The Big Picture asks the Big Questions of Paulson, Bernanke

September 23, 2008

Paulson and Bernanke arrive to testify at a hearing of the Senate Banking Committee hearing in WashingtonFinancial blogger Barry Ritzholtz of The Big Picture has some questions for Treasury Secretary Hank Paulson and Federal Reserve Chairman Ben Bernanke ahead of their appearance on Capitol Hill on Tuesday, starting with a biggie:

You two gentlemen have been wrong about the Housing crisis, missed the leverage problem, and understated the derivative issue. Recall the overuse of the word “Contained.” Indeed, you two have been wrong about nearly everything financially related since this crisis began years ago. Question: Why should we trust your judgment on the largest bailout in American history?

There are 13 more in that vein, plus a “bonus comedy question” — or at least what would have been comedic if the leading lights of American capitalism were not carrying out an unprecedented governmental intervention in the free market:

Are you now, or have you ever been, a Socialist? Do you know, or associate, with other Socialists?

What questions would you like to ask Paulson and Bernanke? Put your best nominees in the comments section.


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“As American products continued to decline in quality and foreign manufactured products displaced them in the stores, American corporations, rather than address the problem with manufacturing, hit on the idea of closing the US factories and sub-contracting the manufacture of products to the very countries whose manufacturing was already surpassing that of the United States. It was a quick fix, with even quicker profits for those first few companies to taker advantage of offshoring.

Then, as more companies started offshoring their manufacturing (aided by generous tax credits from the US Government) a funny thing started to happen. Retail sales began to decline in the US. We started seeing one disastrous Christmas shopping season after another (culminating in the current year where the holiday goodies started showing up in stores in August). US companies had forgotten a simple truth than Henry Ford had recognized more than a century ago; your workers are also your customers. Ford made a point of paying his workers a high enough wage that they could afford to buy the cars they were building. Those working class drivers became Ford’s best advertising, and Ford and the community around him prospered.

But today’s managers, unconcerned with community, workers, or even really the quality of products in their rush to produce the highest “score” on the stock ticker, went on sending manufacturing jobs to other countries. Retail sales continued to decline. Corporate culture still couldn’t or wouldn’t see that the problem was of their own making. Your workers are your customers. You cannot lay off workers without laying off your customers. It’s the same group. Regardless of the layers on layers on layers, every investment sooner or later got down to the workers either being able or not able to earn enough money to buy things. By the 1980s, it was obvious that while the top 1/5 of the nation’s population were doing well, the standard of living was in decline for the lower 80%. But rather than address the issue of our lost manufacturing, government and corporations papered it over the the “service economy”, the ludicrous idea that we could return the nation’s workers to prosperity by doing each other’s laundry for a fee. Of course, the service economy created new tax opportunities for the government., which made it look like things were improving, but the reality is that without new money coming into the system from product sales, all the service economy did was accelerate the flow of money from private to government hands.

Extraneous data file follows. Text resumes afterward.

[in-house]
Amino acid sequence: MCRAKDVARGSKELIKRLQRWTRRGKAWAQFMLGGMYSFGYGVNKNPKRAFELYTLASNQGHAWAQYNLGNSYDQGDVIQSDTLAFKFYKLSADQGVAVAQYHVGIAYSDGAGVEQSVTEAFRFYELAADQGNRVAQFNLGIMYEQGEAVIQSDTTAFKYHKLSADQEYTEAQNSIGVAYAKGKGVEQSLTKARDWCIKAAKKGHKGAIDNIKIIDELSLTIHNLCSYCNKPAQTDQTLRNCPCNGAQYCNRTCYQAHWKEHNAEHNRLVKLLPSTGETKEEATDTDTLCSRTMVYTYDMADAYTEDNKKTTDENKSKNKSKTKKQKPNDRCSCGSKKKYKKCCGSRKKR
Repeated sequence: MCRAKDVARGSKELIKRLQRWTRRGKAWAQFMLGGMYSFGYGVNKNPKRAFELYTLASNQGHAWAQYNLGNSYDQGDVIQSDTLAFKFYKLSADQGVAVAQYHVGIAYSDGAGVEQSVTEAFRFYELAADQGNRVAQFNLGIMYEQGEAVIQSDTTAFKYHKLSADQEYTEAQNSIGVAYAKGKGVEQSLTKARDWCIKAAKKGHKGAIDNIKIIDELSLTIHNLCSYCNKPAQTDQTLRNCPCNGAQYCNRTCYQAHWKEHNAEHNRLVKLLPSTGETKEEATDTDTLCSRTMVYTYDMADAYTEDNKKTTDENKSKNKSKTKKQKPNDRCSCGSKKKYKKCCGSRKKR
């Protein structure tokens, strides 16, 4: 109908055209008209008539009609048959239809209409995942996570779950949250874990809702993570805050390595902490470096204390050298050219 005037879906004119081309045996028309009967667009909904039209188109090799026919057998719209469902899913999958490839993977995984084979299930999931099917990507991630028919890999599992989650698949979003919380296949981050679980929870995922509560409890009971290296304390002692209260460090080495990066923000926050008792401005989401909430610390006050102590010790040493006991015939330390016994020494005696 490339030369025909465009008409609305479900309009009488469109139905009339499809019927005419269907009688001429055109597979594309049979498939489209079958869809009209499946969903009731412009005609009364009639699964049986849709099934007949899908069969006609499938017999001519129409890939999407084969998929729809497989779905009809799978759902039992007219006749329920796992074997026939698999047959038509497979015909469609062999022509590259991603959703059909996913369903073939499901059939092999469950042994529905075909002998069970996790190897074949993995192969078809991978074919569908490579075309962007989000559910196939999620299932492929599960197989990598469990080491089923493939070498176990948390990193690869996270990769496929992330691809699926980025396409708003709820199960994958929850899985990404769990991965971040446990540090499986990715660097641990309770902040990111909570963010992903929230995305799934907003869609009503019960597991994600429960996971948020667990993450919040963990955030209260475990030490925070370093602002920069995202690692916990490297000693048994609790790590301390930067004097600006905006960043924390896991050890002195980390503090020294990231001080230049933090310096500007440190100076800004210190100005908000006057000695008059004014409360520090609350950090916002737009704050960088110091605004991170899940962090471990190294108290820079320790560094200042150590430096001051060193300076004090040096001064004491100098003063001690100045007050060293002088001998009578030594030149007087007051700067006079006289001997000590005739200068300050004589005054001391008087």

Then the real-estate bubble frothed up, the adjustable rate mortgages started to jack up the rates, and decades of self-serving greed began to pull the economy down. And the real b**** of it was that it was still reversible at that late date, but it is a funny thing about rich people; they are okay with sacrifice for the common good as long as someone else does the sacrificing. Remember, for most of them, those dollar signs are the only thing they have to feel good about themselves.

Rather than take the long hard path back to knowing how to manufacture products (most top American manufacturing experts had already been lured to other countries), Wall Street decided to make money itself the product. They took money (or debt), repackaged it, spun it around, piled it into interesting artistic shapes, tied a ribbon around it, and re-sold it. The theory was that if you had enough money and shook it back and forth hard enough, it would grow all by itself. And in the arcane world of corporate bookkeeping, it looked like it was working.

Except that what was really going on was that corporations were actually accumulating debts and selling them as investment opportunities, simply assuming that someone else would eventually have to square the accounts. But again, American manufacturing was clearly on the wane. We were not exporting enough products (no, not even bombs and bullets) to pay for all the excess debt piling up around Wall Streets favored get rich quick schemes.

Yes, a lot of Wall Street executives got very rich, and this attracted a lot of sharp operators to play the game, but they played it with the companies where We The People worked to pay our bills, and as those companies continued to downsize and lose jobs to boost immediate “profits”, Wall Street came up with every more complex financial “products”, all of which concealed a dark secret; Wall Street’s money was all borrowed, and as grandiose as the wealth of certain individuals such as AIG’s Maurice Greenberg may look to ambitious traders, it pales before the reality that Wall Street’s total debt exposure is almost $600 Trillion (with a ‘T’), almost one thousand times the promised (but probably underestimated) cost of the latest taxpayer funded bailout. The harsh reality is that Wall Street owes (and is unable to pay) more money than the entire nation is worth.

So now comes the fascist economy where profits are private but losses are socialized and anybody who objects gets a boot in the face.